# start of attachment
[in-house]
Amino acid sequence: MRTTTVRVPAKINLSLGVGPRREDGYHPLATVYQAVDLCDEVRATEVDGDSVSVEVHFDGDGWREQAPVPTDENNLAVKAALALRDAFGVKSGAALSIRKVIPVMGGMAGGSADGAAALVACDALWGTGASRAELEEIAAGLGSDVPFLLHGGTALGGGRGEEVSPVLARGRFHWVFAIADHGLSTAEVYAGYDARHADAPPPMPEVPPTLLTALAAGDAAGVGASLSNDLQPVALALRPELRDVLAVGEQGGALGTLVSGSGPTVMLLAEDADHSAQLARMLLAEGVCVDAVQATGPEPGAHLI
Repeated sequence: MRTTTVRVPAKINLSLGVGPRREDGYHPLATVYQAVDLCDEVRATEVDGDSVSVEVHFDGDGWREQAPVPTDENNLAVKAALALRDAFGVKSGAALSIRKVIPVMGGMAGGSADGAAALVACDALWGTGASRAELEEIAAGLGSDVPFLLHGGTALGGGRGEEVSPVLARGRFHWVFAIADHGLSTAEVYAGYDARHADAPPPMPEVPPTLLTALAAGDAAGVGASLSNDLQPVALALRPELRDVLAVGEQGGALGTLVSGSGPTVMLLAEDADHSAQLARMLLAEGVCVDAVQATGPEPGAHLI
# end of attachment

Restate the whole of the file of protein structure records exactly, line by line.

[in-house]
Amino acid sequence: MRTTTVRVPAKINLSLGVGPRREDGYHPLATVYQAVDLCDEVRATEVDGDSVSVEVHFDGDGWREQAPVPTDENNLAVKAALALRDAFGVKSGAALSIRKVIPVMGGMAGGSADGAAALVACDALWGTGASRAELEEIAAGLGSDVPFLLHGGTALGGGRGEEVSPVLARGRFHWVFAIADHGLSTAEVYAGYDARHADAPPPMPEVPPTLLTALAAGDAAGVGASLSNDLQPVALALRPELRDVLAVGEQGGALGTLVSGSGPTVMLLAEDADHSAQLARMLLAEGVCVDAVQATGPEPGAHLI
Repeated sequence: MRTTTVRVPAKINLSLGVGPRREDGYHPLATVYQAVDLCDEVRATEVDGDSVSVEVHFDGDGWREQAPVPTDENNLAVKAALALRDAFGVKSGAALSIRKVIPVMGGMAGGSADGAAALVACDALWGTGASRAELEEIAAGLGSDVPFLLHGGTALGGGRGEEVSPVLARGRFHWVFAIADHGLSTAEVYAGYDARHADAPPPMPEVPPTLLTALAAGDAAGVGASLSNDLQPVALALRPELRDVLAVGEQGGALGTLVSGSGPTVMLLAEDADHSAQLARMLLAEGVCVDAVQATGPEPGAHLI